early modern women printers: an Ada Lovelace post

Today is Ada Lovelace Day. Ada Lovelace is often referred to as the first computer programmer, based on her 1842 treatise on Charles Babbage’s Analytical Engine; Ada Lovelace Day began in 2009 as a way of increasing the profile of women in Science, Engineering, Technology, and Math (commonly referred to as STEM fields).

I’m not in a STEM field (though I’m the almuna of a college that prides itself on turning out huge numbers of women who are). But you know who we could see as being early STEM pioneers? Printers. Early modern printers were using a new technology that had a radical impact on their world. ((Please don’t send me comments about how the printing press didn’t cause any revolutions. No one thing changes the world in isolation. But moveable type was fucking huge.)) And you know who we find in printing in early modern London? Women.

Here’s a fun thing to try: search the ESTC‘s publisher field for “widow.” There’s 352 results! Now trying searching for “Elizabeth”: 405 results! Jane? 112!

I do an exercise with my students on using the Stationers’ Register and during the course of tracing one book’s passage through the Register, we come across three different women who printed or published the book. It’s sort of an accident that that’s the book we work with it, but it’s a really effective exercise. My students are always shocked that there are women working as printers in this period. But why is it so shocking?

I suspect that it is, in part, because we have become so used to thinking about the early modern period as being repressive for women. Chaste, silent, and obedient. But that’s an assumption that blinds us to the lives of actual women in early modern England. Women might have been supposed to pass from father’s household to husband’s without ever being subjects in their own right. But if you look at the records, you find women owning property and conducting business. Not just one or two, but handfuls of women. I’m not going to claim that the opposite of “chaste, silent, obedient” is true—women were not by any means empowered or enfranchised—but our blind spots shouldn’t mean that we don’t reconsider our assumptions when we start to see what we’ve been missing. How many of the unnamed printers in imprints are women?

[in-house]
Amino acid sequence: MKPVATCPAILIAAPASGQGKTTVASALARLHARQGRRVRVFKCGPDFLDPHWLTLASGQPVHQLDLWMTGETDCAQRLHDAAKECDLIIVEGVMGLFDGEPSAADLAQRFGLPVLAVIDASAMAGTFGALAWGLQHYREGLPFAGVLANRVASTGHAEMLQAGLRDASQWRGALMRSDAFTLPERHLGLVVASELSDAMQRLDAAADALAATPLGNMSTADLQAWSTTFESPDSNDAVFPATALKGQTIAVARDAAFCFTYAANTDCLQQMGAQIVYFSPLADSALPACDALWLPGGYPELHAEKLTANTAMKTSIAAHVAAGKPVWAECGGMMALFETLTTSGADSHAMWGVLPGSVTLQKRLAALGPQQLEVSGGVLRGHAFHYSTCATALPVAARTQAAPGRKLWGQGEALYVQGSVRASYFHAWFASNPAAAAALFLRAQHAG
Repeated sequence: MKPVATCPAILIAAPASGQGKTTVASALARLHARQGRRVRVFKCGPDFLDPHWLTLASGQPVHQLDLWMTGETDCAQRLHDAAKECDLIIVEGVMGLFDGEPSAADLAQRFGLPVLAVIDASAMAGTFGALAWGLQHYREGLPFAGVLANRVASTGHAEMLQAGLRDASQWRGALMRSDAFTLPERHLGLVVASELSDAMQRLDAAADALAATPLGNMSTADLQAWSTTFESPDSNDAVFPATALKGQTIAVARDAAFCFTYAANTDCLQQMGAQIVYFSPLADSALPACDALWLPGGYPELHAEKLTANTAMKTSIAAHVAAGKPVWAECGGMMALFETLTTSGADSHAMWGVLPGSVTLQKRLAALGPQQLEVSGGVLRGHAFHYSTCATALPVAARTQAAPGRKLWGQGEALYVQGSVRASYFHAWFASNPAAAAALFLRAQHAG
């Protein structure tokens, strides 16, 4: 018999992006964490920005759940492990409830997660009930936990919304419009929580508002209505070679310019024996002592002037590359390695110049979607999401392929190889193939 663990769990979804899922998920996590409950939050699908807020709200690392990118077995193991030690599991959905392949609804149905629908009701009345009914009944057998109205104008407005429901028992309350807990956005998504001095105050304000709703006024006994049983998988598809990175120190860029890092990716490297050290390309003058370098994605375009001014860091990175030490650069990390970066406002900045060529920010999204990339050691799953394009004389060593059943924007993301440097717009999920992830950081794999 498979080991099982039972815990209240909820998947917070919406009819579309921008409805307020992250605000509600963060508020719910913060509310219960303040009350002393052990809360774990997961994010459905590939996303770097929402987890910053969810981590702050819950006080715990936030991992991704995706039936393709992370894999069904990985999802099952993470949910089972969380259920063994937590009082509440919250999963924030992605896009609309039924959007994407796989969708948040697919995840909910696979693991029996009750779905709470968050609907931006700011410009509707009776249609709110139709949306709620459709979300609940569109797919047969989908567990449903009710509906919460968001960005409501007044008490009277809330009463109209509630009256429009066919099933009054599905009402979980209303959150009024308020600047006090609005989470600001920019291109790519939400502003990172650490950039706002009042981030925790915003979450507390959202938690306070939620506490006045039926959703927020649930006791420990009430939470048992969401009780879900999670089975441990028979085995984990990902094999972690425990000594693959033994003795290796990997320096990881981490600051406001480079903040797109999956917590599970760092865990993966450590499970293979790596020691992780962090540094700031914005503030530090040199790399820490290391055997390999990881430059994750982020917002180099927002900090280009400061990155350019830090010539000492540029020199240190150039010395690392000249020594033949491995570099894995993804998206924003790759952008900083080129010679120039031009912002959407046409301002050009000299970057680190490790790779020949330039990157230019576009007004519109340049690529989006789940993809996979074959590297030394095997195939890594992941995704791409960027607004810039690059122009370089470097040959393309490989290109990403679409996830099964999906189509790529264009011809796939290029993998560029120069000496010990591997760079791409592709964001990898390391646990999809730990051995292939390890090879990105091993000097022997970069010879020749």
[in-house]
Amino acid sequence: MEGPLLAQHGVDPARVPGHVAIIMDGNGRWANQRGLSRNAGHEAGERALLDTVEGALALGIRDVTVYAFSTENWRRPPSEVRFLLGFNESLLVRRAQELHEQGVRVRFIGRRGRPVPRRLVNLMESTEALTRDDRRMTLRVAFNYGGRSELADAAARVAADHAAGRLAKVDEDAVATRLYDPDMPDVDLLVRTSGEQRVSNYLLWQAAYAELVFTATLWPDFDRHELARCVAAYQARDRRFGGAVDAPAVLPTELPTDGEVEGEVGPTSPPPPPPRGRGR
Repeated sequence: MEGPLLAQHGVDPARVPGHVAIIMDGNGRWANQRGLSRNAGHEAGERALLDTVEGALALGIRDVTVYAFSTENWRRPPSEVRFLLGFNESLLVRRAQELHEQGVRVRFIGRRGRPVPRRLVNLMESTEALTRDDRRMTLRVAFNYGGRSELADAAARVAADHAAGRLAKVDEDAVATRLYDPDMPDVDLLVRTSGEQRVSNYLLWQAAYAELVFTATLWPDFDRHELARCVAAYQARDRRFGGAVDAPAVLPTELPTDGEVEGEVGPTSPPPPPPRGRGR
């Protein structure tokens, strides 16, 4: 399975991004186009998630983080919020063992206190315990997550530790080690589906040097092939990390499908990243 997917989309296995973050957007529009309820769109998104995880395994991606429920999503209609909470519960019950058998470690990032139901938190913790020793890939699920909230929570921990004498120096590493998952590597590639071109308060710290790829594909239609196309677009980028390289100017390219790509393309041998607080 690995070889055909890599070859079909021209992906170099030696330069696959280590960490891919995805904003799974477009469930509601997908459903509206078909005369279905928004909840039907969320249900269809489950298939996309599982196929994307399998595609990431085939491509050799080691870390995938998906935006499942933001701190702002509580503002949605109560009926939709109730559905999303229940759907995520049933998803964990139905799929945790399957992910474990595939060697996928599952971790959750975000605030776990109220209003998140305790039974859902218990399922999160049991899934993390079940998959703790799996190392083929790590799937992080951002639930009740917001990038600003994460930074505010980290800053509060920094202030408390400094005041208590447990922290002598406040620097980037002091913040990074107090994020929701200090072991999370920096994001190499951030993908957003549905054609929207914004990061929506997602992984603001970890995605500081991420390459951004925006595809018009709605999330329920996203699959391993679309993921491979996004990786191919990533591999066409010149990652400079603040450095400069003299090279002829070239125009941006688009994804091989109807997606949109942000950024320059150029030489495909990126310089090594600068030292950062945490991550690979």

I don’t know very much about the history of women printers in this period, or about female labor, but there’s a book coming out next year that should help me get a better sense of the range of activities: Helen Smith’s “Grossly Material Things”: Women and Book Production in Early Modern England. If you can’t wait that long, you can check out her article in TEXT on the subject. ((“‘Print[ing] your royal father off’: early modern female stationers and the gendering of the British book trades”, TEXT: An Interdisciplinary Annual of Textual Studies, 15 (2003), 163-86.)) And there are a couple of sites out there to start filling in some gaps: a blog post about the early American printer Dinah Nuthead and an exhibition from the University of Illinois library. The more traces of this history I find, the more I want to learn!

And it matters that we learn these things. It matters that we understand the past as a variegated and nuanced time in part because it enables us to see our own time that way. It matters that we remember Ada Lovelace and Rosalind Crick Franklin and Elizabeth Allde because it matters that they contributed to our knowledge of the world and that we can contribute too.

UPDATE: What a horrible thing to mistype Rosalind Franklin’s name in a post about women pioneers in STEM fields and to give her Francis Crick’s last name instead! I’ve fixed it now. Go read about her and then go read Kate Beaton’s comic in Hark, a vagrant.

16 thoughts on “early modern women printers: an Ada Lovelace post